Despite increasing rates, taxes, fees and charges, the government is failing to deliver basic local services, Shadow Minister for Urban Services Nicole Lawder said.Despite increasing rates, taxes, fees and charges, the government is failing to deliver basic local services, Shadow Minister for Urban Services Nicole Lawder said.
Today in annual reports, Ms Lawder will question the government’s poor record to deliver reliable local services to the Canberra community.
“Canberrans are paying record amounts for local services, but the government isn’t delivering adequately,” Ms Lawder said.
“The gradual degradation of local government services is creating pressure points across Canberra in regards to health and safety.
“Bins aren’t collected on time, broken street lights take months to fix, potholed roads are largely ignored, and road duplications always seem to be months behind schedule.
“Of course, there is also the ongoing issue of dog attacks which the government refuses to acknowledge.
“The government must explain why Canberrans aren’t getting what they’re paying for,” Ms Lawder said.

New dog laws tabled in the Assembly today will incentivise responsible dog ownership and discourage dangerous dog ownership, Shadow Minister for Urban Services Nicole Lawder said.
Ms Lawder’s new laws reward responsible dog owners by waiving the dog registration fee if owners and their dogs successfully complete approved dog training. The proposed laws discourage dangerous dog ownership by doubling the license fee for a dangerous dog from $750 per year to $1,500 per year.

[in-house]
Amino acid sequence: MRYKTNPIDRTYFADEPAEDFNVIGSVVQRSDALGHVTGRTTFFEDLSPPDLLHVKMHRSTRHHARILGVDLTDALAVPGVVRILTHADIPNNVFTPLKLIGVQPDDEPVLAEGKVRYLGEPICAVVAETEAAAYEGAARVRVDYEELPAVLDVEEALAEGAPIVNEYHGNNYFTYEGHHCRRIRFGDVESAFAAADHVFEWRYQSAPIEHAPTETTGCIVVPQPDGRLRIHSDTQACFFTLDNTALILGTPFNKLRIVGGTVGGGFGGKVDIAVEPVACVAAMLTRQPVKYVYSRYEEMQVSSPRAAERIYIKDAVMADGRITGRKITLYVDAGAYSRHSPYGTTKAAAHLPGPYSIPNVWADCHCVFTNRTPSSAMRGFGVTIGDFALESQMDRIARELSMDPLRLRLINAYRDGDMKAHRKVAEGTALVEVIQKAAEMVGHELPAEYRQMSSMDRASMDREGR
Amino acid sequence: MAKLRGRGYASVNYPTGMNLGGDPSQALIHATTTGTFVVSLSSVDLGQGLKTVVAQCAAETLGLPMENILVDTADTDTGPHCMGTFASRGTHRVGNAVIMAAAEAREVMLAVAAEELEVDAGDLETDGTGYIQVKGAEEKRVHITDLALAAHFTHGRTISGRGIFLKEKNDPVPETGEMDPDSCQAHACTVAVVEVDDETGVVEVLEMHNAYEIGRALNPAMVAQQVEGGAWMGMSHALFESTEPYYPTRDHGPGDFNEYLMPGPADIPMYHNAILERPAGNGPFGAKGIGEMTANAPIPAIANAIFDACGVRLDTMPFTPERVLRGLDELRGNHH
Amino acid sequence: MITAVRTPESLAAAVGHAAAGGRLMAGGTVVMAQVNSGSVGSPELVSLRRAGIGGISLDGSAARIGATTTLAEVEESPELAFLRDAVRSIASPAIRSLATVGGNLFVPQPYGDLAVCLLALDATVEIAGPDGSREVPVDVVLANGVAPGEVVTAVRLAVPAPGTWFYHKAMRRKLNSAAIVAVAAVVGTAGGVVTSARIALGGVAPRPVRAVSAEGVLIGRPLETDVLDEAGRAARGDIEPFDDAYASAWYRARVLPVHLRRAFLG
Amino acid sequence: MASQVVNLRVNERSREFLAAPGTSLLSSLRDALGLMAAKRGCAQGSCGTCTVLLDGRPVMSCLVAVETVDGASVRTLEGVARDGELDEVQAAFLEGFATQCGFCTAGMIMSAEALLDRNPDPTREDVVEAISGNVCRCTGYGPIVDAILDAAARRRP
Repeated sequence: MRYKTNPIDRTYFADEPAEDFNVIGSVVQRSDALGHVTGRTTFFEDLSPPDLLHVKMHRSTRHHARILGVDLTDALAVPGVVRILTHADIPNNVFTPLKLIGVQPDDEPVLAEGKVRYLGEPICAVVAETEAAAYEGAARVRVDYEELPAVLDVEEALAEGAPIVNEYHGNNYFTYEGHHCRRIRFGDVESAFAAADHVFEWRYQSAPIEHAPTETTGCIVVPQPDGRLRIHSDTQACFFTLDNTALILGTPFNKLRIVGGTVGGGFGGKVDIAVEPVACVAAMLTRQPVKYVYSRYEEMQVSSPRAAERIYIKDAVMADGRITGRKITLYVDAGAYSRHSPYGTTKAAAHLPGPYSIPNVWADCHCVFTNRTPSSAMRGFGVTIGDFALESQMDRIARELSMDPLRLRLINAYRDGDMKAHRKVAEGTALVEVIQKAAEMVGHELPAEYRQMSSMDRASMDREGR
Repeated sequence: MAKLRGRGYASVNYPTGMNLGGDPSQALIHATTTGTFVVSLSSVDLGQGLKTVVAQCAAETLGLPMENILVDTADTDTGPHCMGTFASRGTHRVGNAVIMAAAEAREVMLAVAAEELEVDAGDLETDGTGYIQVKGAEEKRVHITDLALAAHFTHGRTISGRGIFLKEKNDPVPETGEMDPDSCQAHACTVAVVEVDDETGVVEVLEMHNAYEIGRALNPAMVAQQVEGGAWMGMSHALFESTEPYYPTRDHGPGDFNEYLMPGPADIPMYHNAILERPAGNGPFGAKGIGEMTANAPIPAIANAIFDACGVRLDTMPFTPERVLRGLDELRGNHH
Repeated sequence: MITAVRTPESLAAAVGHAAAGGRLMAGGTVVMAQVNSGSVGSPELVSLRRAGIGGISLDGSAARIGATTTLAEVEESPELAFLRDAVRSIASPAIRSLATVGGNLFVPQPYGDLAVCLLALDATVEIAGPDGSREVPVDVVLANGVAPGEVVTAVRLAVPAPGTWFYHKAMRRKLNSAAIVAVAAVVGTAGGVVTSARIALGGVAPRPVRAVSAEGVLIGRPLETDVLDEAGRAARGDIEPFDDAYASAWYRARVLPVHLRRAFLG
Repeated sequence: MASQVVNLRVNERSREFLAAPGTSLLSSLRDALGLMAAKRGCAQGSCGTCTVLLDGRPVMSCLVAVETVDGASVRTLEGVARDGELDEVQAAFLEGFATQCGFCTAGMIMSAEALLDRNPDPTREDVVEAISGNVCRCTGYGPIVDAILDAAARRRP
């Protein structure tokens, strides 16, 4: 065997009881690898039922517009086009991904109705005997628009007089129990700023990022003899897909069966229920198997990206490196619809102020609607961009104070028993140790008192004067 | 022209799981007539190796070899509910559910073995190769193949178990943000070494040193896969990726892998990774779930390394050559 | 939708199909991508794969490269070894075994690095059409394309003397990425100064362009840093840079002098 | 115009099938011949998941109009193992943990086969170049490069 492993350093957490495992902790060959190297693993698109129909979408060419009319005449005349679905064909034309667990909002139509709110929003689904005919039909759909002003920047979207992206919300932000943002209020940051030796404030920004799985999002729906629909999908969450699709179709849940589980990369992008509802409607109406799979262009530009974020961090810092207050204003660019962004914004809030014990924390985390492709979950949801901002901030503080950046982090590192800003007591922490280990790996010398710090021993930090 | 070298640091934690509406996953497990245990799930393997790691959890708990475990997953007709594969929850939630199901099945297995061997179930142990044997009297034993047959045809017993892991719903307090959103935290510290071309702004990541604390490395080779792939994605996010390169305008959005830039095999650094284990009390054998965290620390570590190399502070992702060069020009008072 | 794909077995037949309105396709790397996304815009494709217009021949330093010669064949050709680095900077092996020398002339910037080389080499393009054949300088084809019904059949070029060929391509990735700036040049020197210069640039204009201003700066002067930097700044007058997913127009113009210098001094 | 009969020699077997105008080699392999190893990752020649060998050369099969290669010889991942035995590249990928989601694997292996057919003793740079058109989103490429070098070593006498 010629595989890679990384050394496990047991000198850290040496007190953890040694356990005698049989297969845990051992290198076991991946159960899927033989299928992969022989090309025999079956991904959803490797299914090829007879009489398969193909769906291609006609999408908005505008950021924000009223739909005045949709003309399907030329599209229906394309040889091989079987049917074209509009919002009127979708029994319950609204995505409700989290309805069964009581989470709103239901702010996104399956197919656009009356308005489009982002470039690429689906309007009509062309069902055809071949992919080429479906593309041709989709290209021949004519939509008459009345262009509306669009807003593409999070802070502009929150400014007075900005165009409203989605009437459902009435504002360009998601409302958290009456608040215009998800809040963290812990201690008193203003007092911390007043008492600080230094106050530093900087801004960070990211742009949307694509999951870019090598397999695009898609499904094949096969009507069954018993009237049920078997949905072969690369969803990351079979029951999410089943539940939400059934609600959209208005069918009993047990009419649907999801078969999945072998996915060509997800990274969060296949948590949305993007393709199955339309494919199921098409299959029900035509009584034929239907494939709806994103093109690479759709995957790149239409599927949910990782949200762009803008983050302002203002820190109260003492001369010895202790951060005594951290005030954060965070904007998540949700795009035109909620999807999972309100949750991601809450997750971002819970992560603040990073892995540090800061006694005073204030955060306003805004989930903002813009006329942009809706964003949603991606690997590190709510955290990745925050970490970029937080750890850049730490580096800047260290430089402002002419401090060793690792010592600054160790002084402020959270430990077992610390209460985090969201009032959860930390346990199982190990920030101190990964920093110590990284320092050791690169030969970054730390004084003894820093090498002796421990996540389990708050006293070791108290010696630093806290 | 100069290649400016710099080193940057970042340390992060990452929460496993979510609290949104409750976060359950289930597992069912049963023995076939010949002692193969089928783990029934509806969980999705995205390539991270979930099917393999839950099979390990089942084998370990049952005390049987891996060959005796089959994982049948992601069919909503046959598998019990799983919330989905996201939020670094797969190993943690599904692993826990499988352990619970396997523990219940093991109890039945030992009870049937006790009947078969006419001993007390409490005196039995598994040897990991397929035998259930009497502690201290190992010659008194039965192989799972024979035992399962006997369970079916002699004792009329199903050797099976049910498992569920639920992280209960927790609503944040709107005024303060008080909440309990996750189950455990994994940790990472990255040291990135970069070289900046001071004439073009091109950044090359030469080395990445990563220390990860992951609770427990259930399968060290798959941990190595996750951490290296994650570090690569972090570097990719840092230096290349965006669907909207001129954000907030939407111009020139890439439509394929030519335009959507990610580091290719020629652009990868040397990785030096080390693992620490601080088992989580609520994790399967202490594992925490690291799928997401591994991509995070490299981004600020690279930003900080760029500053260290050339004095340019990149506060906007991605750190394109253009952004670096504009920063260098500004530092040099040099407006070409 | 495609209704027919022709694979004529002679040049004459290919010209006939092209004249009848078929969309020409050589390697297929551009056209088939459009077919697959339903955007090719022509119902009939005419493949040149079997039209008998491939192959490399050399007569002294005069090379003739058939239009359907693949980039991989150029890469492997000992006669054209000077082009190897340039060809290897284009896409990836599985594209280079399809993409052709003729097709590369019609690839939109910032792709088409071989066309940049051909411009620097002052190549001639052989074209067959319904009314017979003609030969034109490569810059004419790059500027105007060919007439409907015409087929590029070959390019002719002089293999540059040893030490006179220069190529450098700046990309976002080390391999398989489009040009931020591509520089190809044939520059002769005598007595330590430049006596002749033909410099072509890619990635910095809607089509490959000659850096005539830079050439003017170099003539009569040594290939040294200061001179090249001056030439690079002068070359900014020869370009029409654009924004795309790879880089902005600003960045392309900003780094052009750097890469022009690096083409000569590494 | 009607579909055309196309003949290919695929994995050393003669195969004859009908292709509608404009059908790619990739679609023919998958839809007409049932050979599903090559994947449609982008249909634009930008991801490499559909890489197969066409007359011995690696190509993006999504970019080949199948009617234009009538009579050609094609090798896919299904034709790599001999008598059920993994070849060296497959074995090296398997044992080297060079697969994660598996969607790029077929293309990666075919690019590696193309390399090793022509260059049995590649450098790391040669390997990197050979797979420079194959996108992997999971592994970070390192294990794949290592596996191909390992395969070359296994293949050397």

Ms Lawder is also proposing to remove financial barriers for people who no longer want to own a dangerous dog. Currently, Canberrans have to pay $60.70 to get their dangerous dog off our streets.
“I am very pleased to present new laws today to help keep Canberrans and their pets safe from dangerous dog attacks,” Ms Lawder said.
“We have been listening and consulting with Canberrans across the city who are concerned at the government’s failure to manage dangerous dogs.
“The government’s inaction has led to a surge of dog attacks across the Canberra, resulting in grievous injury to both people and pets.
“City Services Minister Chris Steel has acknowledged the breadth of the problem by admitting the government does not have the capacity to deal with the growing number of dangerous dogs in Canberra. He thinks taxing all dog owners might be the answer.
“Most Canberrans are responsible dog owners who love their pets. We should reward these responsible dog owners, not punish them as Mr Steel would do.
“What I have proposed today are sensible measures designed to keep our furry friends safe, to keep our children safe, and to keep Canberrans safe from dog attacks,” Ms Lawder concluded.

Recycling the graves of departed loved ones would be quite troubling for many Canberrans.
A dignified and respectful approach should be taken when honouring our departed loved ones. This concern should be paramount.
How we treat and honour our dead is one of the oldest cultural traditions that make us human. Burial customs have been honoured for millennia.
Canberrans do need to sensibly address the issue of properly planning spaces for cemeteries and crematoria.
While land within existing city limits might be in short supply, surely there are other options within the ACT and region.
What we need is to a range of options which will satisfy the varied needs of our multicultural society in honouring deceased relatives. Different communities have different needs and these all need to be respected.
Some people will still want to have graves in perpetuity which is what graves are currently understood to be. Other people may be happy with renewable tenure but to date this has not been without its issues elsewhere in Australia where it has been introduced.